Ahh, this old chestnut. The dilemma is real. Completing your Master’s definitely comes with a certain level of respect and prestige. You get to add the word “Master’s” every time you reference your education while speaking or on paper; it proves you weren’t part of the “Ps get degrees” crew; it basically shows that you have a brain and actually gave a damn about your studies.
And more New Zealanders are studying Master’s degrees now than ever before. But then there’s the down side. You’ve done your time and earned your Bachelor’s. A Master’s is going to mean a lot more classes. Heaps more readings. More essays and exams, but best of all, more group work – aarrggh. Not to mention the extra cost in terms of the course itself and potential loss of earnings.
Unless you’ve got your heart set on academia (in which case, you’re probably in love with the whole system and are quite excited about doing your Master’s), it’s going to be a question of “will this get me a better job and more money”?
AUT University, New Zealand
New Zealand’s AUT University surveys its graduates and 45% continued on into higher study. The university also holds a Postgraduate Research Experience Survey, and 83% of those surveyed in 2016 said their postgraduate research experience contributed to their professional development.
Otago University, New Zealand
According to Otago University, many MBA graduates have been highly successful in the chosen professional careers. One of the most famous alumni is Graeme Harte, who once was a tow truck driver and is now a multi-billionaire and the richest man in New Zealand. He developed his business strategy while studying at Otago University.
Of the graduates from Otago between 2009 – 2013, almost all of them found jobs within three months of graduating. Most have a six-figure salary and report that they paid for their studies within the first year of working. Former MBA students also said the program had a positive impact on their professional careers and lives overall.
Studies from overseas
We looked at studies outside of New Zealand to look at the trends for MBA graduates.
Bruce Guthrie (Graduate Careers Australia policy advisor for 26 years), publishes an annual report of national graduate outcomes and salaries. His 2016 report found that people who hold Master’s degrees are more likely to have full-time employment than those with just a Bachelor’s Degree. Of people with Research Master’s, 24.1% had no full-time job four months after graduating, and for new course work Master’s the figure was 18.3%. Both figures were lower than the 31.9% of Bachelor’s degree holders who were still looking for full-time work. We should note that the majority of all of those people had casual or part-time work, they’re not all just sitting at home wondering why they ever bothered with further education.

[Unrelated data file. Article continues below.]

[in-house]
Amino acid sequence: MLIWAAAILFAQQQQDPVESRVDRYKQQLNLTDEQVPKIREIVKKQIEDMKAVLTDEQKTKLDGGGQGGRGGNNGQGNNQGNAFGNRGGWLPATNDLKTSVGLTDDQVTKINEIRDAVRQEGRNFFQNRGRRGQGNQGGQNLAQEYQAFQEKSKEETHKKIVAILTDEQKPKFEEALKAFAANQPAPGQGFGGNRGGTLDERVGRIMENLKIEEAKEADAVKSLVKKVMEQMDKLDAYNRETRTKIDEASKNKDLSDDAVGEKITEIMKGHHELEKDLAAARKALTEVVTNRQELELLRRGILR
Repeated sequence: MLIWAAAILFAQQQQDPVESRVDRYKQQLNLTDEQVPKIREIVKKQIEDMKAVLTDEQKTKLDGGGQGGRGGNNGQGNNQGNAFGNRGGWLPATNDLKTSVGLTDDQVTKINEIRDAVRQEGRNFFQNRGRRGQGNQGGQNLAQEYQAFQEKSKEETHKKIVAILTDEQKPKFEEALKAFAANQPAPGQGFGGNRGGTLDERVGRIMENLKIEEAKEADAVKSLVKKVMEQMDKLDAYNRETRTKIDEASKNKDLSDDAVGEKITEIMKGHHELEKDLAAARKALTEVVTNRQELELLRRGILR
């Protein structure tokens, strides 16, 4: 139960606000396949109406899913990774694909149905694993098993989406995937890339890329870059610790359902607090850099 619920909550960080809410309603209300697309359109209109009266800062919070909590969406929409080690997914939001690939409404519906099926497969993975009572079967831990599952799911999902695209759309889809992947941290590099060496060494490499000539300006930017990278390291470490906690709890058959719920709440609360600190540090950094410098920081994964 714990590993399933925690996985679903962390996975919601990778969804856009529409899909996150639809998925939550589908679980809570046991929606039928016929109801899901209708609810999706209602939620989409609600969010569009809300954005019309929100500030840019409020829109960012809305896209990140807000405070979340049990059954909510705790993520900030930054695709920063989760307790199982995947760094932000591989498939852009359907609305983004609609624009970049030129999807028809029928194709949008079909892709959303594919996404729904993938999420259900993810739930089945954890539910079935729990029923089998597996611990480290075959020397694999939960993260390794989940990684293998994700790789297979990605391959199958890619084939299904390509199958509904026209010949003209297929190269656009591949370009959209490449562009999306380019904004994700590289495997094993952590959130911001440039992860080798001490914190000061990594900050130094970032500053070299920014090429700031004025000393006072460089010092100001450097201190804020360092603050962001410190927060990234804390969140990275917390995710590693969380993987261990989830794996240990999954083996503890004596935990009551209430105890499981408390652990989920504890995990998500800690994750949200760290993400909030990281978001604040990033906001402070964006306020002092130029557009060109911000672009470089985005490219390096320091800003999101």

But it’s important to note that the figures were impacted by the fact that many people who had completed a Master’s already had a career, and without that on-the-job experience, the Master’s actually gave no clear benefit. This is very telling.
Mr Guthrie said: “It wouldn’t be accurate to say a Master’s degree helps people get a job quicker than would a Bachelor’s degree, and some data suggests those people who go direct to postgraduate study after a Bachelor’s degree don’t have superior employment figures to [those with] a Bachelor’s degree only.”
Mr Guthrie’s most recent survey showed that the value attributed to a Master’s was around an extra $7000 a year compared to the median salary for a graduate with only a Bachelor’s degree. But then you need to factor in the costs involved, including study costs, missed salary and the time sacrifice.
Ultimately, he inferred that the extra degree could make the difference in a competitive field for many occupations, but for careers that don’t require a Master’s straight up (like psychologist), he would recommend not going directly from a Bachelor’s into a Master’s degree, saying “I’d keep that up your sleeve for a few years down the track.”
A recent study by the University of Canberra’s Professor Anne Daly, who also found that wider circumstances had a significant bearing on the outcome. “The summary answer is that it’s not a good investment for a full-time student, but if the student studies part-time and continues to work it’s worthwhile”, she said, echoing the findings of Mr Guthrie.
Then there’s recruitment specialist Jim Roy, ACT Regional Director for Hays. He recently said that “a Master’s could narrow career directions, but over the entire work force they were more valuable than not”.
“We see it in Canberra with people who study a Master’s in public policy, that can lead to a trade-off in the ability to take your career in a different direction [but] If you are looking to advance to a senior executive it’s a benefit”, he said.
We’ve also looked internationally for trends. Sean Gallagher from Northeastern University recently told Forbes Magazine that “employers are placing a growing emphasis on the critical thinking skills developed through postgraduate study”. He said that in the USA, further education at the graduate level is becoming an increasingly common requirement in job vacancies. It’s likely that as more people complete postgraduate education in New Zealand, that trend will take hold here.
Other things to consider
Aside from the data above, there are other factors to consider when contemplating a Master’s degree in New Zealand. For example, undertaking your Master’s can create excellent networking opportunities, and while it may not be a prerequisite for starting your career, it may be an important factor in your career advancement.
At the end of the day, the verdict seems quite clear. Will you earn more with a Master’s degree? The experts say “yes, but with conditions”.